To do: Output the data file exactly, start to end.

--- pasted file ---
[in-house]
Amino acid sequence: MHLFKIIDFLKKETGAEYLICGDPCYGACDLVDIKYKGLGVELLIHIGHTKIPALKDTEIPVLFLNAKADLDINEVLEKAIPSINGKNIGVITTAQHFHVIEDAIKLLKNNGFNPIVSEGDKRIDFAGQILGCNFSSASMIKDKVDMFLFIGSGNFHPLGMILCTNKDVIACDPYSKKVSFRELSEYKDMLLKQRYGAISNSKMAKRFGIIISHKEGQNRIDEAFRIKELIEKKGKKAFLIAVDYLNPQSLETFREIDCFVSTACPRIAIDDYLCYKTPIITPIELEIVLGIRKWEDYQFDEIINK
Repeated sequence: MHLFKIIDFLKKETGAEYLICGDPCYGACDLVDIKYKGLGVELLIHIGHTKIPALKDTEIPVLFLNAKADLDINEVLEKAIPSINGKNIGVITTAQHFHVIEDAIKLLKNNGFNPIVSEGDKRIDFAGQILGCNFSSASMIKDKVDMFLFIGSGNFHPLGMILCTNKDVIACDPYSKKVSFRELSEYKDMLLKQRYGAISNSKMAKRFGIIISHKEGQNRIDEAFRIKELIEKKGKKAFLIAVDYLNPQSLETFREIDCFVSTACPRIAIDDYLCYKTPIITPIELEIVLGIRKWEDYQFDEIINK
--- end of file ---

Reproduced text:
[in-house]
Amino acid sequence: MHLFKIIDFLKKETGAEYLICGDPCYGACDLVDIKYKGLGVELLIHIGHTKIPALKDTEIPVLFLNAKADLDINEVLEKAIPSINGKNIGVITTAQHFHVIEDAIKLLKNNGFNPIVSEGDKRIDFAGQILGCNFSSASMIKDKVDMFLFIGSGNFHPLGMILCTNKDVIACDPYSKKVSFRELSEYKDMLLKQRYGAISNSKMAKRFGIIISHKEGQNRIDEAFRIKELIEKKGKKAFLIAVDYLNPQSLETFREIDCFVSTACPRIAIDDYLCYKTPIITPIELEIVLGIRKWEDYQFDEIINK
Repeated sequence: MHLFKIIDFLKKETGAEYLICGDPCYGACDLVDIKYKGLGVELLIHIGHTKIPALKDTEIPVLFLNAKADLDINEVLEKAIPSINGKNIGVITTAQHFHVIEDAIKLLKNNGFNPIVSEGDKRIDFAGQILGCNFSSASMIKDKVDMFLFIGSGNFHPLGMILCTNKDVIACDPYSKKVSFRELSEYKDMLLKQRYGAISNSKMAKRFGIIISHKEGQNRIDEAFRIKELIEKKGKKAFLIAVDYLNPQSLETFREIDCFVSTACPRIAIDDYLCYKTPIITPIELEIVLGIRKWEDYQFDEIINK